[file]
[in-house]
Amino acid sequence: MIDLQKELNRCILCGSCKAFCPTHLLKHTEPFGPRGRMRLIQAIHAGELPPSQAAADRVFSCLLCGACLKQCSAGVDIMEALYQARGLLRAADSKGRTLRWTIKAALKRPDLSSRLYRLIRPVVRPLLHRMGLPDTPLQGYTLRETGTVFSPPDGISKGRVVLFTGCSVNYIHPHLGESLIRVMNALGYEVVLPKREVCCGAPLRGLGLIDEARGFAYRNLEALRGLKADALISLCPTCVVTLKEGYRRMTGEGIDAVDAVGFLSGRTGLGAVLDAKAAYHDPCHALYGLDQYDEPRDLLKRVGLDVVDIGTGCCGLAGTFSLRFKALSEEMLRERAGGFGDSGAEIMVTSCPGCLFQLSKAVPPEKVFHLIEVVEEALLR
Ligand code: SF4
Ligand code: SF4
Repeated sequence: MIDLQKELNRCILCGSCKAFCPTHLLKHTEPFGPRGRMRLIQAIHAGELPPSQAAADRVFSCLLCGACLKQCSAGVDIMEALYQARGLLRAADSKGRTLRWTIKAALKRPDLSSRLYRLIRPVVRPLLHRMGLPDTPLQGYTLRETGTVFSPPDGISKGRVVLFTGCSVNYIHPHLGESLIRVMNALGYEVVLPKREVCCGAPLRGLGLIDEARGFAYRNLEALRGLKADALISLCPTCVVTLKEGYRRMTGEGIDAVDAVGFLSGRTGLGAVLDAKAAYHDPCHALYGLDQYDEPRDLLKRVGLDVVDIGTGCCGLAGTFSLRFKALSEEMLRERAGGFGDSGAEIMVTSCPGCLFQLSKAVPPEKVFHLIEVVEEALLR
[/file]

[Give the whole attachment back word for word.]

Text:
[in-house]
Amino acid sequence: MIDLQKELNRCILCGSCKAFCPTHLLKHTEPFGPRGRMRLIQAIHAGELPPSQAAADRVFSCLLCGACLKQCSAGVDIMEALYQARGLLRAADSKGRTLRWTIKAALKRPDLSSRLYRLIRPVVRPLLHRMGLPDTPLQGYTLRETGTVFSPPDGISKGRVVLFTGCSVNYIHPHLGESLIRVMNALGYEVVLPKREVCCGAPLRGLGLIDEARGFAYRNLEALRGLKADALISLCPTCVVTLKEGYRRMTGEGIDAVDAVGFLSGRTGLGAVLDAKAAYHDPCHALYGLDQYDEPRDLLKRVGLDVVDIGTGCCGLAGTFSLRFKALSEEMLRERAGGFGDSGAEIMVTSCPGCLFQLSKAVPPEKVFHLIEVVEEALLR
Ligand code: SF4
Ligand code: SF4
Repeated sequence: MIDLQKELNRCILCGSCKAFCPTHLLKHTEPFGPRGRMRLIQAIHAGELPPSQAAADRVFSCLLCGACLKQCSAGVDIMEALYQARGLLRAADSKGRTLRWTIKAALKRPDLSSRLYRLIRPVVRPLLHRMGLPDTPLQGYTLRETGTVFSPPDGISKGRVVLFTGCSVNYIHPHLGESLIRVMNALGYEVVLPKREVCCGAPLRGLGLIDEARGFAYRNLEALRGLKADALISLCPTCVVTLKEGYRRMTGEGIDAVDAVGFLSGRTGLGAVLDAKAAYHDPCHALYGLDQYDEPRDLLKRVGLDVVDIGTGCCGLAGTFSLRFKALSEEMLRERAGGFGDSGAEIMVTSCPGCLFQLSKAVPPEKVFHLIEVVEEALLR